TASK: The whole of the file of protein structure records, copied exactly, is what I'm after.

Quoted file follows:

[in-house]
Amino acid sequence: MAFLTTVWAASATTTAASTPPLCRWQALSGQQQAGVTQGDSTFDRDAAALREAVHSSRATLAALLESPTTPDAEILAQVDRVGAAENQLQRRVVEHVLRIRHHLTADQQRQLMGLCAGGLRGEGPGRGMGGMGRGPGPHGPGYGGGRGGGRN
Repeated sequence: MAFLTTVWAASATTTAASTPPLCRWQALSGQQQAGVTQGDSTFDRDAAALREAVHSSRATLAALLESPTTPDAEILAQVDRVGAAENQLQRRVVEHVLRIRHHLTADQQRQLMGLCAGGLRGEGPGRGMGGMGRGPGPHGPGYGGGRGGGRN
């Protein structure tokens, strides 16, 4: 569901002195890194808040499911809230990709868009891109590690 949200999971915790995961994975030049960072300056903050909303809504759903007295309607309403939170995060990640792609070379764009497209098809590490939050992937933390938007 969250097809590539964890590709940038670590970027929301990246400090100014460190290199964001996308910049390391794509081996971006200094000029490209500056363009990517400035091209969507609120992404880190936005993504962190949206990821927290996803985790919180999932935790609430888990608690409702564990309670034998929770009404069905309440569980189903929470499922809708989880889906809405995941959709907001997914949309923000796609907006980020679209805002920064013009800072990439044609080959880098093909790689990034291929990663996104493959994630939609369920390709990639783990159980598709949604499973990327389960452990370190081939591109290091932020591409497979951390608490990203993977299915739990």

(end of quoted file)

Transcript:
[in-house]
Amino acid sequence: MAFLTTVWAASATTTAASTPPLCRWQALSGQQQAGVTQGDSTFDRDAAALREAVHSSRATLAALLESPTTPDAEILAQVDRVGAAENQLQRRVVEHVLRIRHHLTADQQRQLMGLCAGGLRGEGPGRGMGGMGRGPGPHGPGYGGGRGGGRN
Repeated sequence: MAFLTTVWAASATTTAASTPPLCRWQALSGQQQAGVTQGDSTFDRDAAALREAVHSSRATLAALLESPTTPDAEILAQVDRVGAAENQLQRRVVEHVLRIRHHLTADQQRQLMGLCAGGLRGEGPGRGMGGMGRGPGPHGPGYGGGRGGGRN
């Protein structure tokens, strides 16, 4: 569901002195890194808040499911809230990709868009891109590690 949200999971915790995961994975030049960072300056903050909303809504759903007295309607309403939170995060990640792609070379764009497209098809590490939050992937933390938007 969250097809590539964890590709940038670590970027929301990246400090100014460190290199964001996308910049390391794509081996971006200094000029490209500056363009990517400035091209969507609120992404880190936005993504962190949206990821927290996803985790919180999932935790609430888990608690409702564990309670034998929770009404069905309440569980189903929470499922809708989880889906809405995941959709907001997914949309923000796609907006980020679209805002920064013009800072990439044609080959880098093909790689990034291929990663996104493959994630939609369920390709990639783990159980598709949604499973990327389960452990370190081939591109290091932020591409497979951390608490990203993977299915739990």